Boy, been a while since I’ve posted one of these. Let’s see if I can still remember all of this!
– The Rise of Theodore Roosevelt, Theodore Rex, and Colonel Roosevelt, by Edmund Morris. Â Nice big three volume bio of Teddy Roosevelt. Â Superbly well-written and researched, and TR was a fascinating character, larger than life in every possible way. Â Strongly recommended in any format.
– Bossypants by Tina Fey. Â I listened to this one on a trip to the beach and back with Julie and Diana. Â We all enjoyed it greatly. Â Funny and forthright, with the added benefit that Fey went to UVA, so we were well able to picture the stories that took place in the college chapter.
– On Stranger Tides by Tim Powers. Â The latest “Pirates of the Caribbean” movie was loosely based on this, but don’t hold that against this lovely book. Â A fun pirate yarn, complete with derring do, voodoo, and Blackbeard too. Â The movie has almost nothing to do with the book except for the presence of Blackbeard and the Fountain of Youth. Â (The book is MUCH better than the movie.)
– The Age of Wonder by Richard Holmes. Â A history of the scientists of the late 18th and early 19th century England, focusing on Joseph Banks (naturalist), William Herschel and his fascinating sister Caroline (astronomers – Caroline was the first woman in England to be paid as a scientist), and Humphrey Davies (chemist). Â The book also spends a lot of time discussing how the works of these folk influenced the romantic poets such as Coleridge, Byron, Shelley, and Keats. Â Extremely interesting stuff, and the tales of, for example, how Europeans reacted the first time they ever saw surfing (which happened when one of Cook’s expeditions, with Banks as naturalist, stayed in Tahiti) was marvelous. Â What do you mean, they’re walking on the waves? Â Just for the fun of it? Â How odd! Â A little more focus on the poets than I would have liked, but that’s not my thing, so your mileage may vary. Â One odd thing that the book brought to mind: astronomers like Herschel (discoverer of Uranus, the first planet discovered with a telescope) had adopted an old-universe model of the stars well before Darwin was born. Â So why is Darwin the fall-guy for Biblical fundamentalists?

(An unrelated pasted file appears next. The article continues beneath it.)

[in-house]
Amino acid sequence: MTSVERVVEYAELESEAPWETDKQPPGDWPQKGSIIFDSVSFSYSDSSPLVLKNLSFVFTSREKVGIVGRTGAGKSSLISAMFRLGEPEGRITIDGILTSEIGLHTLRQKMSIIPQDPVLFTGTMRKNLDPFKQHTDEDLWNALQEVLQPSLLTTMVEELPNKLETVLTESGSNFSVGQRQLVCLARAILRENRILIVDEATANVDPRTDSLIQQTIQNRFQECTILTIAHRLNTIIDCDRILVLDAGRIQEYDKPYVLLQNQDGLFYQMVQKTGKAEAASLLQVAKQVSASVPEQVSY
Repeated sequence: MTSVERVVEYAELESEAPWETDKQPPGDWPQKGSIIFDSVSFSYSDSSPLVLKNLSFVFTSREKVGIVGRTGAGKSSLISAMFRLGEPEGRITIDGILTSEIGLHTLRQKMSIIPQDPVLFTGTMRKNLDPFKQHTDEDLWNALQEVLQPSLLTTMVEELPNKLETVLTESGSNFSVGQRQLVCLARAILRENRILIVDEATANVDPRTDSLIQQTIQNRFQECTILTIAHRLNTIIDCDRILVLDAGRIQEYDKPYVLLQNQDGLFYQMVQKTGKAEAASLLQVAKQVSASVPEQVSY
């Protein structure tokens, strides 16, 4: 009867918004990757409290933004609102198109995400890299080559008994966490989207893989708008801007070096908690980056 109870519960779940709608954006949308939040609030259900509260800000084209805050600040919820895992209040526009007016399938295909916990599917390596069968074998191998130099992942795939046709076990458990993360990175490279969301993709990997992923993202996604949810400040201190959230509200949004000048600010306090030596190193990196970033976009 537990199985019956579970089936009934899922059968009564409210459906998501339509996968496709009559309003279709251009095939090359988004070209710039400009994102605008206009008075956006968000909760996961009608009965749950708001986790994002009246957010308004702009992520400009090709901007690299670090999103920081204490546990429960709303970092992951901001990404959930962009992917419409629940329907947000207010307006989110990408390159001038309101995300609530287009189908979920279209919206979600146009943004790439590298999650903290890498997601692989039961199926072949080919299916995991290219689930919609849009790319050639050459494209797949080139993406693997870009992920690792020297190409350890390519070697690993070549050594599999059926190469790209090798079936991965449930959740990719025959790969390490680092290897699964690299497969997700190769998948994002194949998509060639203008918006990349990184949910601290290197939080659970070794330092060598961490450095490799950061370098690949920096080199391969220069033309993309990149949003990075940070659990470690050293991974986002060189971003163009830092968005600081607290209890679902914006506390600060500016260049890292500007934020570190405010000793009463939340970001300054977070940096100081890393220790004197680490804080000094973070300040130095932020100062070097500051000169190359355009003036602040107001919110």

– 1635: the Eastern Front, 1636: the Saxon Uprising, by Eric Flint. Â These are the next two books in a series that started with 1632, in which a town in West Virginia, by various means, has found itself transported into the middle of the Thirty Years War. Â I’ve greatly enjoyed the series, and especially enjoyed these two volumes. Â (I haven’t much liked some of the peripheral books in the series, and would recommend avoiding any of the series books that list Virginia DeMarce as an author.) Â I particularly liked a twist at the end of 1635, one that plays out in 1636. Â (Though I thought it wasn’t carried through as well as might be hoped in 1636 – all details left out to avoid spoilers.) Â Certainly nothing serious, but nice, fast reads. Â (I read 1635 on the plane ride to Bangalore. Â It made for a terrific read for a loooong flight.)
– The Eichmann Trial by Deborah Lipstadt. Â A book about the capture and trial of Adolph Eichmann, and its aftermath and the way in which it affected what we think of the Holocaust. Â A nice read.
– Jane Eyre by Charlotte Bronte. Â I’m fairly certain that I read this way back in high school, but Julie wanted to read it so we decided to read it in parallel to discuss. Â Fun stuff, classic gothic romance, though I’ve got to say, I don’t much care for the men in Jane’s life!